Is Davos still relevant?

The World Economic Forum in Davos bears the motto "Creating a shared future in a fractured world". Journalists disagree as to whether the economic and social players gathered at the forum can really create a better future for the planet, but they do agree on one thing: a lot has changed since the meetings in Davos began.

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Daily Sabah (TR) /

Sharing increasingly difficult

The motto of the summit will be hard to realise, Daily Sabah predicts:

“Paradoxically enough, The conventional economic ideals of Davos based on neoliberal integration are most eagerly embraced in the current environment by the chief aspiring global power coming from a tradition of market socialism. Yet, whatever the expressed positions of major global powers, key economic agents are well aware that they need to brace their corporation for a world of increased protectionism, friction between regional blocks, a toughening U.S.-Chinese rivalry and a complex network of shifting bilateral alliances. Creating a shared future will prove increasingly difficult in a more fractured global system across a multiplicity of axes.”

La Repubblica (IT) /

Free trade and nationalism compatible

Davos teaches us that the old certainties no longer apply in today's economic system, La Repubblica writes:

“For decades the West cherished the illusion that there could be no free and flourishing economy outside free political systems. But yesterday India's Prime Minister Narendra Modi showed up in Davos with a new philosophy. ... The world's biggest democracy had come to Davos - a democracy that threatens to drift into nationalism in a way that has left the entire region alarmed. It came and promoted a free market, a globalisation that is 'losing its shine'. ... When Modi began to talk in Hindi, hundreds of hands reached hectically for headphones [to hear the translation]. A scene that stands symbolically for a world that is having a hard time understanding that it is losing the centre it had believed was so secure.”

Le Temps (CH) /

Davos can point the way ahead

Davos can help pave the way for a new social contract, writes Stéphane Benoit-Godet, editor-in-chief of Le Temps:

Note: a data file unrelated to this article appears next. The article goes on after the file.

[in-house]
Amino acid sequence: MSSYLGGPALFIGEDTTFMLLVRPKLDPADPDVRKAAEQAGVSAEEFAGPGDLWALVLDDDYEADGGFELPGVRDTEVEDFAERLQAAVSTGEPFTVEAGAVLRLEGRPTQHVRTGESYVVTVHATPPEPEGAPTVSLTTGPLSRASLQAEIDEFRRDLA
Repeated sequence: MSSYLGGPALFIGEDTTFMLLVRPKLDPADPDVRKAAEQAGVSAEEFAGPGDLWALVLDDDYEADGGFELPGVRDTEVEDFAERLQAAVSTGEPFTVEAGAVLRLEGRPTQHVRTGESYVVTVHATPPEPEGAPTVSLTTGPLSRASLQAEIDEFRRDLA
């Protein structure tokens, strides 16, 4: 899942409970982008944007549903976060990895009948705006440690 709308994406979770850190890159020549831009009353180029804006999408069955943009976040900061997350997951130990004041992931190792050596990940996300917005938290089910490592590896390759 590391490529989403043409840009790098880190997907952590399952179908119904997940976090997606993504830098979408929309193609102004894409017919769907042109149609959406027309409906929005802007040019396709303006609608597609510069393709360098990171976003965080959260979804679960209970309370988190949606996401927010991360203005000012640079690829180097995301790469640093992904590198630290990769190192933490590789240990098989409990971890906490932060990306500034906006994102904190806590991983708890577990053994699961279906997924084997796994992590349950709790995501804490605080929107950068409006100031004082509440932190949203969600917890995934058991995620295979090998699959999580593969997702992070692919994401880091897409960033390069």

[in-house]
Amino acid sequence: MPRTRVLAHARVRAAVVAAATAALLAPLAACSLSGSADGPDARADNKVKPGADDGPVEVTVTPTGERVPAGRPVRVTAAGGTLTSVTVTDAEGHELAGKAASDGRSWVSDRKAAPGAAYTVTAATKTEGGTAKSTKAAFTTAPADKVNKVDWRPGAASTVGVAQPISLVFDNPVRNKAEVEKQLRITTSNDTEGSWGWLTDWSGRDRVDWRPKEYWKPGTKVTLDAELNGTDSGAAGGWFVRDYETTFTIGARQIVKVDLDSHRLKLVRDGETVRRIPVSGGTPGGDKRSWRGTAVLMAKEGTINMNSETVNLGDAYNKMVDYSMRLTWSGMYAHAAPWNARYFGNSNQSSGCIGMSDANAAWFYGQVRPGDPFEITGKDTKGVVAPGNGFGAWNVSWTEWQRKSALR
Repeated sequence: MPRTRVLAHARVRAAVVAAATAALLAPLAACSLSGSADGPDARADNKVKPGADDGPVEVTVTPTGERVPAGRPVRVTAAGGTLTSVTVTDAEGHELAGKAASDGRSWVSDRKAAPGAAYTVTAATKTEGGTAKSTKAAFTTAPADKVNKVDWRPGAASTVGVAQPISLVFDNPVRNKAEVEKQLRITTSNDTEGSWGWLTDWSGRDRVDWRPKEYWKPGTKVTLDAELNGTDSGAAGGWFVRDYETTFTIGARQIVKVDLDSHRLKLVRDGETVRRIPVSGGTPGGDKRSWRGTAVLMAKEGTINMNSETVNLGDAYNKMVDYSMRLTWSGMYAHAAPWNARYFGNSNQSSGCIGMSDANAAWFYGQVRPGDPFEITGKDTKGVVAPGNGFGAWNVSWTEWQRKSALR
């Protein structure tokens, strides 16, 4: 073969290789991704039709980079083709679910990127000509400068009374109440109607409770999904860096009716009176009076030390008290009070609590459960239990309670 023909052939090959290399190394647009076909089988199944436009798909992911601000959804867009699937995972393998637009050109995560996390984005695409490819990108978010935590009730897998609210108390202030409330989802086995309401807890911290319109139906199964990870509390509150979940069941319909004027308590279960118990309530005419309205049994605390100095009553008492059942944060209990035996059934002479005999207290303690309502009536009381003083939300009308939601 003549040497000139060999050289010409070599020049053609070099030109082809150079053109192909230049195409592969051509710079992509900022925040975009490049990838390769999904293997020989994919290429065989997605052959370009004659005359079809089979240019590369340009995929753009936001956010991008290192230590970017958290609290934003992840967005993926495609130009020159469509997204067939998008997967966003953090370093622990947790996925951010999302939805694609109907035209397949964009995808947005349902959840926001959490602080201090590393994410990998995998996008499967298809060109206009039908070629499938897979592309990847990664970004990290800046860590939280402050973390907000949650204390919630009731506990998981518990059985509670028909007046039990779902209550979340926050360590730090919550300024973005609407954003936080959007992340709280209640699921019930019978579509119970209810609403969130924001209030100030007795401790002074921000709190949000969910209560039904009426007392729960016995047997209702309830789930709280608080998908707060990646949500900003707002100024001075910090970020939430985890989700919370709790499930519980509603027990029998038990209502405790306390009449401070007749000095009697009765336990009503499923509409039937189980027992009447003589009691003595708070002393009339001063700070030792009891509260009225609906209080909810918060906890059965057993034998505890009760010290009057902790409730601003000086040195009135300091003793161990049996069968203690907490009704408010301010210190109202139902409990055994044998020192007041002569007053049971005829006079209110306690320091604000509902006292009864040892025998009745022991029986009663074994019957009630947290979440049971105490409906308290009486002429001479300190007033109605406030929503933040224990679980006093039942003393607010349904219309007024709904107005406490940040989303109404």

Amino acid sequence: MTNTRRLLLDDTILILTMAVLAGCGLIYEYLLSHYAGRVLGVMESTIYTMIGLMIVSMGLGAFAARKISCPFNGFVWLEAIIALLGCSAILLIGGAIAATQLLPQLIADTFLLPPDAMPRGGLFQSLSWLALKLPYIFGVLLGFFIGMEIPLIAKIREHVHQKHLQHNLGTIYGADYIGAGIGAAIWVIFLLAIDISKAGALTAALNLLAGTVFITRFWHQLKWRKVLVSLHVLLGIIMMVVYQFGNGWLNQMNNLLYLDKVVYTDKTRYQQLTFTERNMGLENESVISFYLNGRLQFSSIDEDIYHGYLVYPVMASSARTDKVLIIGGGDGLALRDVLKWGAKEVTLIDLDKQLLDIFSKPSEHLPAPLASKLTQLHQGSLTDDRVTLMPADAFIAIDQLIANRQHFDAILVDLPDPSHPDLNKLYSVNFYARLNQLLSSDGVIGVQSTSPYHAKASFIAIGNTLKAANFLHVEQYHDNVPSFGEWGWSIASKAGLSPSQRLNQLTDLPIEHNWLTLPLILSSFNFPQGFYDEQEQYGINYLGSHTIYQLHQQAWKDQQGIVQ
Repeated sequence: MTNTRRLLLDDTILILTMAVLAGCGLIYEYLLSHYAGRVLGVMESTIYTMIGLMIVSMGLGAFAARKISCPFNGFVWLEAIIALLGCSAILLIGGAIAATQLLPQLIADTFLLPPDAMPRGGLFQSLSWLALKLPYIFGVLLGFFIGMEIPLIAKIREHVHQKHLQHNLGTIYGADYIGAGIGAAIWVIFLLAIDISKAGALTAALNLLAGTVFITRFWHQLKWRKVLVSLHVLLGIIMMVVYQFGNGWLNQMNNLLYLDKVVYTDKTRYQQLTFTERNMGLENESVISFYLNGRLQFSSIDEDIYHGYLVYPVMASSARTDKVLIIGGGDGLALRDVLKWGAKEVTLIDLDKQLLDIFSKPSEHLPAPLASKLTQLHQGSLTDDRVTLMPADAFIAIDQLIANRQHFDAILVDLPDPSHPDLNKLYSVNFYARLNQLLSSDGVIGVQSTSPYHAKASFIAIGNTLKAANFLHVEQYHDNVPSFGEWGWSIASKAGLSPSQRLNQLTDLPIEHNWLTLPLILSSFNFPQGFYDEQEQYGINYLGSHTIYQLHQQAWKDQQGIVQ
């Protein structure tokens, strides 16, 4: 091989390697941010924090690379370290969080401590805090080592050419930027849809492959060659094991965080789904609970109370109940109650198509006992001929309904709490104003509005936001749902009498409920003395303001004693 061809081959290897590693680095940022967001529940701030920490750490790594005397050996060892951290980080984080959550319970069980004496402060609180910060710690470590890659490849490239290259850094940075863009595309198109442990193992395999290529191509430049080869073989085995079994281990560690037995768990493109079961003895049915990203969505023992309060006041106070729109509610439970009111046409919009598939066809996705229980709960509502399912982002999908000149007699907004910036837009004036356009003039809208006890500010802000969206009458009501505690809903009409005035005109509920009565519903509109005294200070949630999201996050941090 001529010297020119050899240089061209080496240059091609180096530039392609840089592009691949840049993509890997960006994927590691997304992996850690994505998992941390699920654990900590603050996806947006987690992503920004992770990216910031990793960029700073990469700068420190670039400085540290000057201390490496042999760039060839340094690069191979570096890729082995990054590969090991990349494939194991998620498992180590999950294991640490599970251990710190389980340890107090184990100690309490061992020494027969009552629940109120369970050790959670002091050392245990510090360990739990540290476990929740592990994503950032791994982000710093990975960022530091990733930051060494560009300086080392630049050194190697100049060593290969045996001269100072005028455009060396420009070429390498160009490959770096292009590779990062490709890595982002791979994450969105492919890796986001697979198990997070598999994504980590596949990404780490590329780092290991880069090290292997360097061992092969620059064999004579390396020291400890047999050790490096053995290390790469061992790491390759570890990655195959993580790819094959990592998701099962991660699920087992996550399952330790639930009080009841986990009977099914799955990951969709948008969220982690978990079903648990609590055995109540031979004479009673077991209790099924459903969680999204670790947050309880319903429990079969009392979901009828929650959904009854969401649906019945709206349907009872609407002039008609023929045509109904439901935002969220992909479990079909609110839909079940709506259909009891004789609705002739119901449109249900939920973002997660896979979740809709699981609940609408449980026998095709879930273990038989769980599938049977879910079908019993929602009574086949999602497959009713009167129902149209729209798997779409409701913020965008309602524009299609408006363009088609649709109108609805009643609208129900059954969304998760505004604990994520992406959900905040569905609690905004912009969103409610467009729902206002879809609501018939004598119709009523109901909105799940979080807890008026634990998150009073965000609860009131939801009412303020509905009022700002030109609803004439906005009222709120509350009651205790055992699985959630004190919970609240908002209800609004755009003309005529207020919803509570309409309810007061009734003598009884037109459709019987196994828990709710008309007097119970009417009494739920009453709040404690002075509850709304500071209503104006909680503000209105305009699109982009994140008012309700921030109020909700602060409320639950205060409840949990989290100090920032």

“Many people had hoped that technology would be able to create a new paradigm by giving everyone access to knowledge. This project has now failed. Technology is no longer the solution but just another problem. The companies that dominate the world of innovation impose consensus on their members, encourage addictive consumption of their products and disrupt public debate. .. So how to gather the forces that can bring about a sustainable development which respects individual freedoms? ... It's time for a new social contract. And Davos is one of the places where it will be defined.”

L'Opinion (FR) /

Black and white thinking blocks solutions

The critics of capitalism are refusing to take part in an open discussion, L'Opinion complains commenting on Oxfam's report:

“What we were hoping for was a lively debate about the idea that great wealth undermines the fight against poverty. Instead ... We would have also liked to see some comment on the fact that the super-rich trio under fire [Bill Gates, Jeff Bezos and Warren Buffett] is by no means an heirs' club, and that two of its members have signed a moral commitment - 'the giving pledge' - to divest themselves of half of their fortunes. But those taking aim at Davos aren't interested in such nuances. A pity, because with their oversimplifying arguments they are hindering the debate about the necessary steps for making globalisation more inclusive. Does all the blame really lie with the billionaires?”

Tages-Anzeiger (CH) /

The poor are getting richer too

The Tages-Anzeiger also criticises the Oxfam report, saying it neglects one important development:

“The organisation promotes its activities with the slogan 'For a just world without poverty.' But the report pays too little attention to the fact that the world is making measurable progress in the fight against poverty. Since 1990 the number of people living in extreme poverty has been reduced by at least half. The World Bank estimates that around 10 percent of the world's population lives in extreme poverty today. Before the turn of the millennium that figure stood at 30 percent. So the real message about global inequality is in fact encouraging: yes, the rich are getting ever richer. But the poor are not getting poorer. Quite the contrary.”

Corriere della Sera (IT) /

A forum for narcissists

The reality of the situation is often covered up in Davos, Corriere della Sera believes:

“Dozens of leaders will make an appearance, and in most cases it will be impossible to distinguish between their personal narcissism and a (legitimate) love for their country. ... On Friday, for instance, the US president will explain the meaning of his slogan 'America First'. ... After that the leaders of Italy, France and Germany will have an easy time convincing their listeners of the legitimacy of their approach. They plan to make their speeches on the same day and be applauded for their efforts to keep global markets open. ... But without the purchases made by Trump's 'protectionist America' and with its trade deficit of 450 billion dollars the Eurozone could face a new recession. But presumably Merkel won't say that in Davos.”